Teaching Mysticism

Teaching Mysticism: An Exercise in Productive Failure

Brian Hillman, Indiana University 

Ten Sephirot on the Cordoba Synagogue's east wall, Spain (built in 1315)

I study and teach mystical texts using academic methods. Some days I feel baffled by what I study. Even defining the term “mysticism” poses challenges. Although there is debate concerning which phenomena fall under the category of “mysticism,” in my work, it is any phenomenon which purport to transcend normal human comprehension, be they bodily experiences, readings of sacred texts, or knowledge.

Mysticism presents a good case for examining failure because mystical texts themselves often claim that the things they describe cannot be expressed in language. Mystical texts are often written in a way that obscures their meaning from non-initiates in a particular form of mystical life. Thus, both the subject matter of mysticism, which often transcends linguistic comprehension and articulation, and the style of mystical texts pose significant, if not insurmountable, challenges to understanding. As a scholar and teacher of mysticism, acknowledging my occasional failure to make sense of mystical texts has pushed me to reexamine the appropriateness of my analytical methods, create a more inclusive and stimulating classroom environment, and help deepen my appreciation of mysticism. Experiencing this failure of comprehension, both as a researcher and as a teacher, has been productive. Failing does not mean that one should give up; it humbles us to reexamine our methods, accept the limits of understanding, and appreciate what we are able to understand.

A popular example of a mystical experience that challenges comprehension and straightforward interpretation is found in the sixteenth century mystical autobiography The Life of St. Teresa of Ávila. Describing an experience known as the “transverbation” which has been depicted in famous artworks such as Bernini’s Ecstasy of Saint Teresa (1647-1651) Teresa writes:


Beside me, on the left hand, appeared an angel in bodily form…In his hands I saw a great golden spear, and at the iron tip there appeared to be a point of fire. This he plunged into my heart several times so that it permeated to my entrails. When he pulled it out, I felt that he took them with it, and left me utterly consumed by the great love of God (The Life of Saint Teresa of Avila by Herself. Penguin Books, 1957, p.210).

How can I, a twenty-first century secular scholar, make sense of this using the academic methods in which I have been trained? I can ask generative questions of this text that a religious studies scholar like myself might, such as: what conceptual framework does Teresa employ in writing her account? How does this text reflect something about the author’s historical context? How has Teresa’s account influenced subsequent expressions of mystical experience or the history of Christian thought?

While answering these questions provides some insight into the text, at some point, my comprehension runs out. I have failed, in a sense, to overcome the gap between my own subjectivity and that of a sixteenth century female mystic. Yet, from the outset, I know I cannot fully understand Teresa’s experience. I must accept the limits of my own comprehension and press on. Although I apply the academic tools I have honed (such as the critical analysis of texts in their historical context and the phenomenology of religion), mysticism does not readily avail itself to analysis using traditional academic methods.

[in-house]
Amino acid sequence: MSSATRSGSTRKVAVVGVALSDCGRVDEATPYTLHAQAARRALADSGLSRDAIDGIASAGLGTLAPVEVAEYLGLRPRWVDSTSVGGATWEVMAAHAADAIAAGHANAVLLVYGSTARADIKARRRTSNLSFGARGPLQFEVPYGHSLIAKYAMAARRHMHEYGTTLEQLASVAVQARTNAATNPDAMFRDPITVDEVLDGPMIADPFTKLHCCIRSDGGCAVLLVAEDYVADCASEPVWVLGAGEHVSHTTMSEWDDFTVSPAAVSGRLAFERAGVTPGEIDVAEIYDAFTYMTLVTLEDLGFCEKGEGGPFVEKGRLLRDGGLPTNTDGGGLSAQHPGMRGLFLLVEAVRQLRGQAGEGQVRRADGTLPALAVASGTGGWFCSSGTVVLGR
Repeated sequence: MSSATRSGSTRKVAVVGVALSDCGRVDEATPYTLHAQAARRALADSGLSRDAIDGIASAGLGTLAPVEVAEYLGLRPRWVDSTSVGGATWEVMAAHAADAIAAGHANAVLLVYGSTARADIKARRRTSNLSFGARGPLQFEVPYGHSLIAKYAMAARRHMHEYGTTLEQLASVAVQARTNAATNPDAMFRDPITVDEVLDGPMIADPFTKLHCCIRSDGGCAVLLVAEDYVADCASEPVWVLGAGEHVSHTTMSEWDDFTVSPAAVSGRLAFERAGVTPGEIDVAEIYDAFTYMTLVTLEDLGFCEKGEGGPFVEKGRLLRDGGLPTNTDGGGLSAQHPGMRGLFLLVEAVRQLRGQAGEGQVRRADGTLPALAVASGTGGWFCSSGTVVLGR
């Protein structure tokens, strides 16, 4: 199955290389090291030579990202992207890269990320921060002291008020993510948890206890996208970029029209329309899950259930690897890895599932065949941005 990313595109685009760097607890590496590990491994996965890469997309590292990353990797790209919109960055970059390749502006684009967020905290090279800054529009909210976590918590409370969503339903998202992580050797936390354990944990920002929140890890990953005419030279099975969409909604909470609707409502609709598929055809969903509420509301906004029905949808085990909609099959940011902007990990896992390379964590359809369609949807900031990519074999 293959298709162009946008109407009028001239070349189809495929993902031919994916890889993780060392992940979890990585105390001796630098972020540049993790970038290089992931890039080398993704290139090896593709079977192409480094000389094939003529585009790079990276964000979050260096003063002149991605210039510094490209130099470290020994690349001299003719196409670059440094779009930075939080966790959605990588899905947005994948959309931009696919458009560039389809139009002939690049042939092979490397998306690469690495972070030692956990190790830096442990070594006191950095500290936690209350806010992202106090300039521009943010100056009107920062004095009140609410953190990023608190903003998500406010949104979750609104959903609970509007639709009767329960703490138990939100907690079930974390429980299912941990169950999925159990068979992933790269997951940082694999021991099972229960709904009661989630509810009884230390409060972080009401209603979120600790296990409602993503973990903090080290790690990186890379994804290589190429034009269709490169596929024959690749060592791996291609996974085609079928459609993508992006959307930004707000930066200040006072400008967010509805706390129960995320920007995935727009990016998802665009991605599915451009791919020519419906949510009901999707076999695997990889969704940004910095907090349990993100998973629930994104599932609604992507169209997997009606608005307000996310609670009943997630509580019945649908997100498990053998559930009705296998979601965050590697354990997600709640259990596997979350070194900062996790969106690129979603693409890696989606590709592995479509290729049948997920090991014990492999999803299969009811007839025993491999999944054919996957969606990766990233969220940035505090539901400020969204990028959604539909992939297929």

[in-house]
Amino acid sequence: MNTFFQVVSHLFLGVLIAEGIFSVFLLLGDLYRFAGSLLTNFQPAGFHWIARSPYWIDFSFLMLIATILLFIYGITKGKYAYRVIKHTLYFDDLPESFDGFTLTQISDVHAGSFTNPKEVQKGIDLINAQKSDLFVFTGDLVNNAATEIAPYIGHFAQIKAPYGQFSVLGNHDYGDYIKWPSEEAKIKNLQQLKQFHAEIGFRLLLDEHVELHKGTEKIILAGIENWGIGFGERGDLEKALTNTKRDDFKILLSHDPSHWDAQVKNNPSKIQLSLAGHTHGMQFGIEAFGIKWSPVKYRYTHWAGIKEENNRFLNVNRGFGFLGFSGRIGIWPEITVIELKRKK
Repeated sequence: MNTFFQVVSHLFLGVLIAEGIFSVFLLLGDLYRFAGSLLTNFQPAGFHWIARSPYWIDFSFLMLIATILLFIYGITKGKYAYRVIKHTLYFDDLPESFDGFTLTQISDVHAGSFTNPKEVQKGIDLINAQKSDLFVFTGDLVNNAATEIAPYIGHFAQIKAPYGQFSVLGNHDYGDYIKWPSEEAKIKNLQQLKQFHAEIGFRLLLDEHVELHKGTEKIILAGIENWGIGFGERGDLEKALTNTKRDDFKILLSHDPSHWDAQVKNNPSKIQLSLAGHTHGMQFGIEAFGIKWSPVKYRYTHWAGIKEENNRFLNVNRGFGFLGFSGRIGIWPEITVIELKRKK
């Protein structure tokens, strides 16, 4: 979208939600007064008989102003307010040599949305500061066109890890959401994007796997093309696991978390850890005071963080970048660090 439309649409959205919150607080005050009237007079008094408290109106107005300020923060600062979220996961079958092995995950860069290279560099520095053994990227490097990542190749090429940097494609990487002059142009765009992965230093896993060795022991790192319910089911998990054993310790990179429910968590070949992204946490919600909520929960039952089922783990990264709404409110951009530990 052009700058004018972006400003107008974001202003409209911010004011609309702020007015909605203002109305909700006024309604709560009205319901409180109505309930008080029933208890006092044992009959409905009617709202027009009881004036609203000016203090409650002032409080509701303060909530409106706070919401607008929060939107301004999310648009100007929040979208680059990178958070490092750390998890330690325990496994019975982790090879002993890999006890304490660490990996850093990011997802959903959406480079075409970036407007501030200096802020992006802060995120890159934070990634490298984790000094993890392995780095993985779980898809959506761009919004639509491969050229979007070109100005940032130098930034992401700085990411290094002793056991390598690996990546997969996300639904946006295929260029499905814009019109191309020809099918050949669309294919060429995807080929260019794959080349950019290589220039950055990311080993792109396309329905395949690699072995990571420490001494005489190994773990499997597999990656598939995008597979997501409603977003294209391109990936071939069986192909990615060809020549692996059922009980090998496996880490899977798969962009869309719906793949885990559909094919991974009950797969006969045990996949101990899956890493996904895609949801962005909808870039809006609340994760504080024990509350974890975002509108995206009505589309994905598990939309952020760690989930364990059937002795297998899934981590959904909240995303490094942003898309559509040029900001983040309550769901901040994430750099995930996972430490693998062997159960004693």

As a scholar, I strive to comprehend mystical texts to explicate them and make arguments with them (the stock-in-trade of academia) to contribute to academic knowledge. This is often a reductionist enterprise insofar as it takes primary sources which purport to contain accounts of ineffable experience or superhuman knowledge and explain them in academic, human terms. I worry that this failure to grasp the meaning and significance of mystical texts suggests not that I am applying scholarly tools improperly, but that the tools of academic scholarship are inadequate to understanding the most meaningful aspects of mystical texts. The possibility of such a radical failure is productive in that it has made me more attuned to the historical-critical and comparative methods I employ and to work towards the development of new methods. I can locate Teresa’s text in the history of Christian mysticism, determining which texts and ideas influenced her and recognizing what is new and innovative in her account. I can compare her report of her mystical experience to other accounts of mystical experience from other cultural contexts. Even though I feel incapable of fully understanding it, I find Teresa’s account valuable as an account of the possibilities of human experience. Her mystical autobiography abounds with profound and poetic accounts of her own remarkable experiences.

Teaching mysticism only compounds these difficulties. In my mysticism seminar, I aim to facilitate my students’ ability to ask insightful questions about texts and to explain the process of trying to understand them. While students often expect that their instructor has a thorough grasp of the course material, I subvert that expectation by making the experience of understanding mystical texts a more collaborative experience by working together to make sense of them. When confusion inevitably arises, I frame it as both a legitimate response to the challenging and esoteric course material and an opportunity to work through it. I do not purport to have the ability to answer all their questions about the course material, but I can help students develop the skills to begin to understand them. I endeavor to decenter my role as an authority and have a more inclusive pedagogy by acknowledging my vexation with the text. Naming my own frustration and failures of comprehension fosters a learning environment in which students can express their own confusion and difficulties. In high school and college, where many students guard their grade point averages, they are not allowed to fail. Opening a space where failing is not only allowed but normalized allows students to reflect upon their learning processes and work through issues without the worry that admitting one's struggles with negatively impact their grade.